With Pity, Amida fixes his attention on us so that his mind-and-heart penetrates as deep as the marrow of our bones and stays there. It is like a piece of charcoal that has caught fire. We cannot pluck the fire from the burning charcoal however much we try. The embracing light of his mind-and-heart shines on us right through to the core of our flesh and bones. Even though it is contaminated with the three poisons of greed, hatred and illusion and with every other defiling passion and anxiety, there is no region of our heart that is not saturated with the Buddha’s virtue. Thus the Buddha and sentient beings constitute one body from the beginning. This state of unity is called Namu Amida Butsu.

    This self-less service that is possible as the result of our oneness with Amida is a limited reflection of the second aspect of Amida’s two-fold ‘merit transference’ (gensō ekō) – that of returning to samsara to save all beings.

    For a discussion of a different take on the traditional idea of gensō ekō, please refer to the essay by John Paraskevopoulos entitled: ‘Reflections on Genso-Eko‘, published in the online magazine, Muryoko: the Journal of Shin Buddhism.

  2. Interestingly, this is mirrored in a Taoist text, Liu I-Ming’s commentary on the Yin Fu Jing: the Yin Convergence Classic, under the phrase “Heaven has no kindness, but great kindness arises from it.

    Liu comments (from Vitality, Energy, Spirit, Thomas Cleary):

    … When the happy have no desire for freedom and are spontaneously free, when the peaceful have no desire for purity and are spontaneously pure, this is like heaven having no kindness yet having great kindness. Desireless action is spiritual.

  3. I am grateful for finding this blog. Years ago, I used to hear people talk about the movie Rashomon. It was always presented to me as being an example of how we can never really know the truth about any situation, and how all responses and perceptions are subjective. Since I have lived in Japan, and my wife is japanese, I take an interest in matters concerning Japan.When I actually saw the movie Rashomon recently with my wife, we were both astonished by the message of compassion which seemed to be key to understanding the movie. In other words, the movie was not really an intellectual connundrum to be puzzled over but rather a way of understanding deep compassion for all human beings and their differing perceptions. This compassion is also shown by the woodcutter raising the orphan who he found at the temple. In some senses, I guess we are all orphans! Thank you again.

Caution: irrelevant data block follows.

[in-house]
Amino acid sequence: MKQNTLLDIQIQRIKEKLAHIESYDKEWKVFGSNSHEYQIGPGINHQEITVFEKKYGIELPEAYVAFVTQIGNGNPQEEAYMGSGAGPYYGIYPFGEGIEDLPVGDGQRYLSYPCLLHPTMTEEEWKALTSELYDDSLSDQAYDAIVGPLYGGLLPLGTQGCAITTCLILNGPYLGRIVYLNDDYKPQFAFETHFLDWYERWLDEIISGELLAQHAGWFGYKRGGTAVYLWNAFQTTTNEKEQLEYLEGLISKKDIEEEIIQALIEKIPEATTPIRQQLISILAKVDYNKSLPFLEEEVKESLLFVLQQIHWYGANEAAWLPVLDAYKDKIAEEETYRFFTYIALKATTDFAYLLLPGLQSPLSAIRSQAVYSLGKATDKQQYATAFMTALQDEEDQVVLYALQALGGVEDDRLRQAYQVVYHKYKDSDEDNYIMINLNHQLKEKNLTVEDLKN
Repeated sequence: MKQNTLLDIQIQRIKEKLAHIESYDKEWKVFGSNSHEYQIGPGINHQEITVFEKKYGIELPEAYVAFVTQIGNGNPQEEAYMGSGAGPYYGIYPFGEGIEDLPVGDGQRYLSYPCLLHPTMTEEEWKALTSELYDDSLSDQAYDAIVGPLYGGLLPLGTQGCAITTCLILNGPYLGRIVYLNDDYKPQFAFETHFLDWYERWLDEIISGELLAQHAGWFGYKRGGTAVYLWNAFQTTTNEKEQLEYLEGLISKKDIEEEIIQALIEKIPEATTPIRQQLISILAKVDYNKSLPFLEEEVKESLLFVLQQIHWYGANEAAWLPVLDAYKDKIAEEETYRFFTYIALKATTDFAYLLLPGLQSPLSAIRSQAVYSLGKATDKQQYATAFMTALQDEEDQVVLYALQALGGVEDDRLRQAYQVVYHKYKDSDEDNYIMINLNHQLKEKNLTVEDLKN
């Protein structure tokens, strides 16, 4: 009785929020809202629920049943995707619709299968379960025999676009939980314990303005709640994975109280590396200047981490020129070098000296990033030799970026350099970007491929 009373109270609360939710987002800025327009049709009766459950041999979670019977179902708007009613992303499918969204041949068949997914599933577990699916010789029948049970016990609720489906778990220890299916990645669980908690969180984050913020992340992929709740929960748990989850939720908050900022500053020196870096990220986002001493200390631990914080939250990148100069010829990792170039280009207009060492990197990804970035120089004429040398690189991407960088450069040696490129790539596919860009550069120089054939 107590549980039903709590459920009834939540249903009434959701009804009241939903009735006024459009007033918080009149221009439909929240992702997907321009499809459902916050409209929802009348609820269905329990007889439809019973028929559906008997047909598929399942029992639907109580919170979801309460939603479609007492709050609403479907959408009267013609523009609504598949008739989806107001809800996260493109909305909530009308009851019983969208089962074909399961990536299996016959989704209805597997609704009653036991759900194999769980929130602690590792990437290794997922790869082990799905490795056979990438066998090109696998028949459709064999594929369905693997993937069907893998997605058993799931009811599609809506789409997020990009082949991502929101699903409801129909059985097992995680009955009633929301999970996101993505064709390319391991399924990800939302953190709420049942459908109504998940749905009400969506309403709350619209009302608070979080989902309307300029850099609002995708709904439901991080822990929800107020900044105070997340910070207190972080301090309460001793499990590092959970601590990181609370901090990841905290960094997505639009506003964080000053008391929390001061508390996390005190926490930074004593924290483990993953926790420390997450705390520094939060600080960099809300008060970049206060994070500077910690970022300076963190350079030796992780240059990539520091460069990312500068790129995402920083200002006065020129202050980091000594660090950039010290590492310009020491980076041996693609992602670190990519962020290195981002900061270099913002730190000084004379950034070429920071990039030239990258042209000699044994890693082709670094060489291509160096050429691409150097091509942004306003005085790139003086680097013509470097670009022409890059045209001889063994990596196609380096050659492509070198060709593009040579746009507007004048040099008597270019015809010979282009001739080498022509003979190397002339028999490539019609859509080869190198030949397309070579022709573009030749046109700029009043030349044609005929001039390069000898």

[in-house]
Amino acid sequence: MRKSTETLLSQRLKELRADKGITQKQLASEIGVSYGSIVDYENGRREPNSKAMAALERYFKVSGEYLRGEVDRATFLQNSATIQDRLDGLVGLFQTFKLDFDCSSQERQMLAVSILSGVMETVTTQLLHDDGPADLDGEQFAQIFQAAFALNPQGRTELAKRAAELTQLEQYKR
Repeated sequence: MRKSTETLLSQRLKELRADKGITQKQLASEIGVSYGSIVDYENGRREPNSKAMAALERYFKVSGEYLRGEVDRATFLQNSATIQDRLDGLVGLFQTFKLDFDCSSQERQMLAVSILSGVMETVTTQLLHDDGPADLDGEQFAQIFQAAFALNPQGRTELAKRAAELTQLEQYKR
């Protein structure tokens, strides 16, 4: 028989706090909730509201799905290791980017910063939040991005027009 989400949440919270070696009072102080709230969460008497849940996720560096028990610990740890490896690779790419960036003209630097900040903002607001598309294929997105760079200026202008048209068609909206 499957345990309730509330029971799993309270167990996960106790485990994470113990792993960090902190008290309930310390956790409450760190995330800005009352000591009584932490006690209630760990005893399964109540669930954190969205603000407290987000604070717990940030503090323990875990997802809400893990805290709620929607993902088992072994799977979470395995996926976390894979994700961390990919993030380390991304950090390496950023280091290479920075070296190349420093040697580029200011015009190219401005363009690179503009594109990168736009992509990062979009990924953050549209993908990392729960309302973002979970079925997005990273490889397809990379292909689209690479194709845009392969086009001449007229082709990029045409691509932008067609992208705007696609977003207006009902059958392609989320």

4. It has been a long while since I have watched Rashomon (over 30 years), so I am very grateful for the reminder to watch it again. I recently watched the The Burmese Harp again. It has flaws one can pick on, but I choose not to do so because its merits outweigh its flaws (imho).

    This talk of orphans and compassion reminds me of the term Oyasama, or Oyasan, as applied to Amida. Oya, which means ‘parent’, is not so much gender-neutral as it is gender-inclusive and expresses the boundless compassion parents have for their children.

    Shinran Shonin has written: “Sakyamuni and Amida are our father and our mother, full of love and compassion for us…”

    So, it is not so much that we actually are orphans (although we often feel bereft and adrift in this life) rather, it is more like we have simply become lost and so have come to forget our home and our parentage. Nevertheless, Oyasama is ever ready to welcome us all back home and is always calling for our return. All we need do is listen and respond.

  5. Yes thank you I am familiar with the term “Oyasama” or “Oyasan”. In Japanese, it has a very, very warm feeling or connotation.(in many ways stronger than the english term “parent”) In Japanese, parental love is closely connected with the idea of amae which means an indulgent love in which the parent allows for childrens’ mistakes , and yet still supports and loves them unconditionally. To amaete-iru means for a child to trust in that indulgent love, and it is even considered, in some contexts, for it to be wrong for a child to NOT allow himself to be indulged.(It is not considered “natural” for the child to be “too good’) The word “amae” that has a root meaning ” sweetness”…so when you refer to Amida as Oyasama, this has a powerful meaning. Thank you for this explanation it really makes an impact and a difference for me.